Malawi Defence Force (MDF) commander General Griffin Spoon Phiri seemed to shed some tears, which he quickly wiped away with his handkerchief.
Not many noticed this moment of deep humanity. But eagle-eyed Malawi News Agency photographer Govati Nyirenda captured the moment with his zoom camera.
This was a poignant part of the rare grief Malawians showed in Lilongwe yesterday when they received bodies of six gallant MDF soldiers who died during a fierce combat operation against rebels in the Democratic Republic of the Congo (DRC) on Wednesday last week.
MDF Commander-in-Chief President Peter Mutharika led the nation in receiving the fallen heroes at the packed Kamuzu International Airport (KIA) Cargo Centre.
Lieutenant Aubrey Kachemwe, Sergeant Steven Kambalame, Corporal Jonathan Kapichira, Private Chauncy Chitete, Private Benjamin Nsongela and Private Simplex Taferakaso were part of an 850-strong MDF contingent serving as a United Nations (UN) peace-keeping mission under the Force Intervention Brigade (FIB)
Under the FIB, the Malawi troops are operating alongside other peacekeepers from Tanzania and South Africa. They are charged with the mission of neutralising armed groups in DRC’s north Kivu through joint combat missions from time to time.
Another tear-jerking moment at the Cargo Centre came soon after the coffins, each covered by a UN flag and accompanied by a portrait of the fallen soldier, flew in at 11:54am –after being kept for some days in Uganda for UN repatriation procedures.
Among the many people and organisations who sent condolences to the MDF over the passing of the six soldiers, one Tanzanian soldier who was injured during the combat and is recuperating in hospital particularly saluted Chitete for returning to harm’s way, and dying, during a daring rescue operation that enabled him to be alive today.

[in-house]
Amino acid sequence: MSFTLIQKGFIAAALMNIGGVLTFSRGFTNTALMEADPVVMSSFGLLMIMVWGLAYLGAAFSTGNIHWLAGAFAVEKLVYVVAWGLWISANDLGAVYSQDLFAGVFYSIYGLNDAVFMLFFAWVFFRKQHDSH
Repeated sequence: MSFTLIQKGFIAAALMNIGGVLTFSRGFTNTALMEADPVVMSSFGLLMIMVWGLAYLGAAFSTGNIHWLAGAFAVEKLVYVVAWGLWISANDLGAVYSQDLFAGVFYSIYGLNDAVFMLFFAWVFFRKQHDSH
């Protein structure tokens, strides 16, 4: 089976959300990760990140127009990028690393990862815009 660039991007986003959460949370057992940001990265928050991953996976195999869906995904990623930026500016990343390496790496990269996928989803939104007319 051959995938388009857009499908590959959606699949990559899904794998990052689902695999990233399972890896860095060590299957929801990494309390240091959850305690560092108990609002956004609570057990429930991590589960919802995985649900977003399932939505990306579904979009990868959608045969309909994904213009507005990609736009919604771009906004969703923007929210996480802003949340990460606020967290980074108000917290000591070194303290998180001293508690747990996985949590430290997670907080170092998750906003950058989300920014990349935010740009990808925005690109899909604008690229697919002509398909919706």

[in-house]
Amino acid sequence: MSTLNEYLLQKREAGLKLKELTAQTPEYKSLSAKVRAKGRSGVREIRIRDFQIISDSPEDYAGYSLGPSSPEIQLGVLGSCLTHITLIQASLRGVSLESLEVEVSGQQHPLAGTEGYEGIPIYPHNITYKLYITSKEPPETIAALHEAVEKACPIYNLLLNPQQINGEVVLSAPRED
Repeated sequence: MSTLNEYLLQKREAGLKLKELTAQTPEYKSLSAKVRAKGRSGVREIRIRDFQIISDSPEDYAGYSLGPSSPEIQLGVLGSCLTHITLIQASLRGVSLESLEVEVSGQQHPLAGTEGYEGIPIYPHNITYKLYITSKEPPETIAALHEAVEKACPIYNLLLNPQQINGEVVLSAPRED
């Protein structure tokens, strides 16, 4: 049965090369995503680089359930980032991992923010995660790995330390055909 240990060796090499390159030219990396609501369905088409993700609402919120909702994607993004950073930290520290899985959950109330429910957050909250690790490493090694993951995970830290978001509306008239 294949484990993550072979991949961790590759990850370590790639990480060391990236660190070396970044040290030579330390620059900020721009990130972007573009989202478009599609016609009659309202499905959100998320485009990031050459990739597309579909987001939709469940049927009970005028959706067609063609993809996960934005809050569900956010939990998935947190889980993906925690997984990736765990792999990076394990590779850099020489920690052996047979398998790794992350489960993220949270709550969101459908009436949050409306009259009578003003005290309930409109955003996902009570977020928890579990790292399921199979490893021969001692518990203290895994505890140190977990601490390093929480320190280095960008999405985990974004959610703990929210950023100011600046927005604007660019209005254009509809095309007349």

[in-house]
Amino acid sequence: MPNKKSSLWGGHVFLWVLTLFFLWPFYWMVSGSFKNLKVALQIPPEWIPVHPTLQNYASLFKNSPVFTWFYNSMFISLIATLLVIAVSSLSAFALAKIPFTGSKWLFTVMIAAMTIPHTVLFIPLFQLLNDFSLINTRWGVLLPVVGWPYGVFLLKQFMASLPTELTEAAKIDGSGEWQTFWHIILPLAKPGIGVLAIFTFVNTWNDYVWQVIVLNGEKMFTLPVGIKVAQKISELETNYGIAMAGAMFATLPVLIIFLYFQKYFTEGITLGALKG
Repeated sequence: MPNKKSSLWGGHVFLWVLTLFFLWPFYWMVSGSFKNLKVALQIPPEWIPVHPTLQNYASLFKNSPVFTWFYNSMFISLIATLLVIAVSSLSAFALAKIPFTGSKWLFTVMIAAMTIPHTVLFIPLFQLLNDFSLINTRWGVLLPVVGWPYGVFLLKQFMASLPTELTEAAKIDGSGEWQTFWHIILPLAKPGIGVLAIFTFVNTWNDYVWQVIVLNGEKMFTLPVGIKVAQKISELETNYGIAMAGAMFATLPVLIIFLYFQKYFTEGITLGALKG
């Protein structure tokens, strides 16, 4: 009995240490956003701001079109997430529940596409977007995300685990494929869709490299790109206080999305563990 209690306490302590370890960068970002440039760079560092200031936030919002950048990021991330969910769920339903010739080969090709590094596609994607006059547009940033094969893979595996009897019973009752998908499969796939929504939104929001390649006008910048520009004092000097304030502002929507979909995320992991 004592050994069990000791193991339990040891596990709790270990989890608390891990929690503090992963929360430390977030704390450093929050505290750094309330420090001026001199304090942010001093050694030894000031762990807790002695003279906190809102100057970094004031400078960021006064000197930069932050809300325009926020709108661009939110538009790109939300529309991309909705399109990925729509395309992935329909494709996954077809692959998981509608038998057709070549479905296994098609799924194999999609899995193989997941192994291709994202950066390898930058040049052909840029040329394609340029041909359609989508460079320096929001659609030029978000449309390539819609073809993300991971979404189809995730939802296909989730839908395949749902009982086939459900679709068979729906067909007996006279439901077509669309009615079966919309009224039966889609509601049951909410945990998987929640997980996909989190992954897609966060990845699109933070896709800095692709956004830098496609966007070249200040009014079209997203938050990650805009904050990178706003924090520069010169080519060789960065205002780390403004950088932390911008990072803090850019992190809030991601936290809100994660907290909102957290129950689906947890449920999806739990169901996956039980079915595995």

Spoon Phiri’s emotional moment came during a rousing sermon–based on the Bible text of Mark 4, in verses 37 to 41–preached by Major (Reverend) Andrew Kamponda.
He said the MDF, having also lost 24 newly-trained soldiers in an accident last November in Mzimba, is entitled to be alarmed at what is happening.
But Kamponda stressed that in the face of such crises, the MDF soldiers and the Malawi nation must turn to God, through Jesus Christ, as the biblical text shows the disciples doing, by awakening Jesus for divine assistance, when their boat was caught up in a life-threatening storm.
Spoon Phiri later hailed the fallen soldiers for their commitment to peace in the DRC and the entire world.
He said: “These heroes we are welcoming today and seeing off to their final resting places were young and full of life. They had so much to offer to their families they dearly loved and yet they willingly deployed to the DRC to fight for what they felt was right and noble.
“They did so fully aware that they might pay the supreme sacrifice (death in combat). We, their comrades in arms and the entire nation and beyond, praise them for their heroism.”
The commander urged the troops in the DRC to soldier on.
In his eulogy, Mutharika said Malawi has experienced great pain through its soldiers’ deaths.
“This is a painful day for us as a nation. Today, we lost heroes of peace for Africa. This is a painful loss for us as a country.
“It is more painful to die for peace than to die for war. They died for peace! May their souls rest in everlasting peace!” he declared.
Mutharika commended the MDF for being an exemplary peace-keeping force wherever it is deployed.
In her speech, UN Resident Coordinator in Malawi, Maria Jose Torres Macho saluted the fallen soldiers’ ultimate sacrifice and hailed the country’s courage and resolve to continue fighting for global peace.
She said the entire UN family in Malawi and abroad consoled the bereaved family members who deserve support in their loss.